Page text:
Second Sunday of Lent First Reading: Genesis 15:5-12, 17-18 Responsorial: Psalm 27:1, 7-8, 8-9, 13-14 Second Reading: Philippians 3:17-4:1 Gospel Passage: Luke 9:28b-36
When reading the Bible, there are times when cultural differences present a challenge for our understanding and interpretation. For example, the biblical books are filled with instances of mystical religious experiences such as dreams, trances, and visions. While these phenomena remain common in most human cultures, they have become very rare in contemporary western culture – a culture which tends to place great value on the rational and conceptual and distrust the mystical. In our society, skeptics dismiss the biblical accounts of mystical experience as fanciful or imaginary. Believers are more likely to trust the biblical record, but often see such kinds of experiences as things of the past.
If we want to understand the readings for this Sunday, we will have to acknowledge that in most of history, and in almost every human culture, altered states of consciousness and mystical experiences are a normal part of religious experience. It appears that God wishes to speak to us in every way possible, in every language and by every means - if God can speak to our conscious state, then why not to the unconscious as well?
In the first reading, God speaks marvelous words to an old man with a barren wife, promising Abraham descendants as numerous as the stars. While Abraham places his trust in the Lord, his puzzlement indicates that the message remains overwhelming. God then instructs Abraham to prepare a confirmation of their relationship. The setup would have been typical of many agreements in that day and culture. Animals are sacrificed and a fire passes between the split carcasses, the implied meaning being: “if I should break my commitment, may I become as these animals are…” But God goes beyond the convention of the day by bringing Abraham to a mystical experience of the divine presence. In a trance, and surrounded by a “deep, terrifying darkness,” Abraham hears the voice of the Lord and the covenant relationship is confirmed.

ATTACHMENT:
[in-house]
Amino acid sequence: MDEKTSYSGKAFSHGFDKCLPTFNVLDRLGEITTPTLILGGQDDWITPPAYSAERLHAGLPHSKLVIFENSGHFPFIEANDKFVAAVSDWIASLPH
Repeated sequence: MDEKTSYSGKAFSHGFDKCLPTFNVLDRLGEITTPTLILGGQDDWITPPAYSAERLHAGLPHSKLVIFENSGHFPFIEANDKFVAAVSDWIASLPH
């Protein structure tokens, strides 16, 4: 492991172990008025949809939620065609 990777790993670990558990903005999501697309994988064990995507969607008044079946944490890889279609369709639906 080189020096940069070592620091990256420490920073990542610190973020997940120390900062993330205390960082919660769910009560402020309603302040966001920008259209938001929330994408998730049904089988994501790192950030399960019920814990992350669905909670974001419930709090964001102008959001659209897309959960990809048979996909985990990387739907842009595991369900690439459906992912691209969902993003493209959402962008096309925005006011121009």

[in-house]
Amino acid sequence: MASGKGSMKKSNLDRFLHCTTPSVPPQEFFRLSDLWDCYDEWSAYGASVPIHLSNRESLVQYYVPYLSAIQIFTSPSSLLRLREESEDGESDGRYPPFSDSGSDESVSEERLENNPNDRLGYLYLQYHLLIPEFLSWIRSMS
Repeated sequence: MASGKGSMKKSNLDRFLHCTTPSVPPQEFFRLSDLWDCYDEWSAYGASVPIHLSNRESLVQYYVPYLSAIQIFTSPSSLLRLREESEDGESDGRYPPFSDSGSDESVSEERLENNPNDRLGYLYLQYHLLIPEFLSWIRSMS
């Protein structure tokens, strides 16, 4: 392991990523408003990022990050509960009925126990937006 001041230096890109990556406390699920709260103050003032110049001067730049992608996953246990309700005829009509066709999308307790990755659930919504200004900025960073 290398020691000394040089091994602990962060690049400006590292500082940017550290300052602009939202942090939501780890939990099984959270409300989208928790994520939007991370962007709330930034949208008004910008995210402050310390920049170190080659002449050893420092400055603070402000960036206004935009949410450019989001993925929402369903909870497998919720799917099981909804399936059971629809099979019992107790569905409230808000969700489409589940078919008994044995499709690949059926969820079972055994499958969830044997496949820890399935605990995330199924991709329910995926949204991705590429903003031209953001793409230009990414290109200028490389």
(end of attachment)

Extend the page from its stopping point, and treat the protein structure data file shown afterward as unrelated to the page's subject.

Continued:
The passage from the ninth chapter of Luke also speaks of a mystical experience. In this transfiguration scene, the voice of the Lord confirms Jesus’ unique identity as the Beloved Son. That identity receives further confirmation in the presence of Moses and Elijah who represent the witness of the law and the prophets. There is also a hint of the destiny of Jesus to suffer and die as we learn that the disciples are asleep, calling to mind their doing likewise in the garden, and we learn that Jesus speaks with Moses and Elijah of His coming “exodus” in Jerusalem. The use of the term “exodus” and the miraculous transformation that overtakes Jesus reassure us about the nature of the coming terrible events. They will take place for a saving purpose and will bring about a remarkable transformation for the world. Even so, the disciples feel fear during this mystical experience, echoing the response of Abraham and others when confronted by the awesome presence of God.
In the passage from the letter to the Philippians, Paul must address a very different and more mundane matter. It appears that other preachers have followed Paul in Philippi, and they have tried to convince the Christians there that they are not fully Christian unless they observe the ritual observances of the Mosaic law. They must be circumcised and keep Jewish food customs and prohibitions. Paul speaks very strongly in response. To reintroduce such customs, or to impose them upon Gentiles, would be a rejection of the saving power of Christ. Paul rejects their teaching and urges his Philippians to stand firm in the gospel that proclaims a new way of living possible to those who live transformed by the grace of Christ. It is Christ Who saves and transforms, not the traditions or actions of the people or these false teachers.
Our Lenten traditions require actions on our part, but they are not an end in themselves, they do not save. They are meant to bring us into relationship with the One Who is our only hope. As we seek to deepen that all important relationship, we might consider the possibility that the Lord speaks to us in many and varied ways. It may be difficult in our culture to move beyond the rational and conceptual, but not impossible. When we gather for Mass, pray the rosary, or move among the stations, the prayers and devotions are meant to move us beyond mere words to an experience of the mystical presence of God. That powerful presence can overwhelm and frighten us - for to stand before God is risk losing ourselves in the infinite. But it is there at the edge of the abyss that a face of One like us appears in the cloud, the face of the Beloved Son – the face of our hope and salvation.